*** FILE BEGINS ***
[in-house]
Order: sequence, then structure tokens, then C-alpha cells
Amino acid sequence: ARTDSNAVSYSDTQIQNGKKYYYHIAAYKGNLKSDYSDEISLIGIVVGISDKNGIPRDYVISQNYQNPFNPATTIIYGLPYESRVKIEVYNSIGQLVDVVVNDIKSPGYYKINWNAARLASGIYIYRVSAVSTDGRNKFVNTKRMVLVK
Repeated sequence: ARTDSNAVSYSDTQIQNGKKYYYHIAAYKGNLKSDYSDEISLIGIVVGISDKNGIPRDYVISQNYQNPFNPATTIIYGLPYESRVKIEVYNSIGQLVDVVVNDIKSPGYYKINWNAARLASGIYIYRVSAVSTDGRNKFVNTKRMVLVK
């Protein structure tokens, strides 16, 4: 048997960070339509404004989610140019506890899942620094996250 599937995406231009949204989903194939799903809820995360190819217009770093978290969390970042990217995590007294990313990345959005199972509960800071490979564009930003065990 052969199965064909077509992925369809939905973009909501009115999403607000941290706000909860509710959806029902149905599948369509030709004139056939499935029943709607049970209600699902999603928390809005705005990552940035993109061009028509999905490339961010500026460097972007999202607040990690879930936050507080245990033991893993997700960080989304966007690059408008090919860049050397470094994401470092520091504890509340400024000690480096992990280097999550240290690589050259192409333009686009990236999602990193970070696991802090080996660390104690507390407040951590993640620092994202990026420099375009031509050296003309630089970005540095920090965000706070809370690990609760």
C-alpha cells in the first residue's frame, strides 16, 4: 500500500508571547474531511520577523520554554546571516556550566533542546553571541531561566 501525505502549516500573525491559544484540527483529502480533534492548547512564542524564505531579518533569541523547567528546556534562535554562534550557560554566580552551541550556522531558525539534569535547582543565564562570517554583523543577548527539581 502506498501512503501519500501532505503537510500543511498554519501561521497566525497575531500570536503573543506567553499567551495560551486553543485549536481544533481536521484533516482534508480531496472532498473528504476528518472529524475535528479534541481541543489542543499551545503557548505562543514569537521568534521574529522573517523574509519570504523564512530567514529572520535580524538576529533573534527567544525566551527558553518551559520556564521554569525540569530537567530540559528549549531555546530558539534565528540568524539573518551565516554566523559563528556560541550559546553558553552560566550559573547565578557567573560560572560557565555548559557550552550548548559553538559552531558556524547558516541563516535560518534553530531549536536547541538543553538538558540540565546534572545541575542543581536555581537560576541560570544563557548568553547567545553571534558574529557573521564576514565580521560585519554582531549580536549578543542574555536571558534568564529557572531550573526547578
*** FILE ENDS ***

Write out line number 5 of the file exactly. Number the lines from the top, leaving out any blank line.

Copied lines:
């Protein structure tokens, strides 16, 4: 048997960070339509404004989610140019506890899942620094996250 599937995406231009949204989903194939799903809820995360190819217009770093978290969390970042990217995590007294990313990345959005199972509960800071490979564009930003065990 052969199965064909077509992925369809939905973009909501009115999403607000941290706000909860509710959806029902149905599948369509030709004139056939499935029943709607049970209600699902999603928390809005705005990552940035993109061009028509999905490339961010500026460097972007999202607040990690879930936050507080245990033991893993997700960080989304966007690059408008090919860049050397470094994401470092520091504890509340400024000690480096992990280097999550240290690589050259192409333009686009990236999602990193970070696991802090080996660390104690507390407040951590993640620092994202990026420099375009031509050296003309630089970005540095920090965000706070809370690990609760």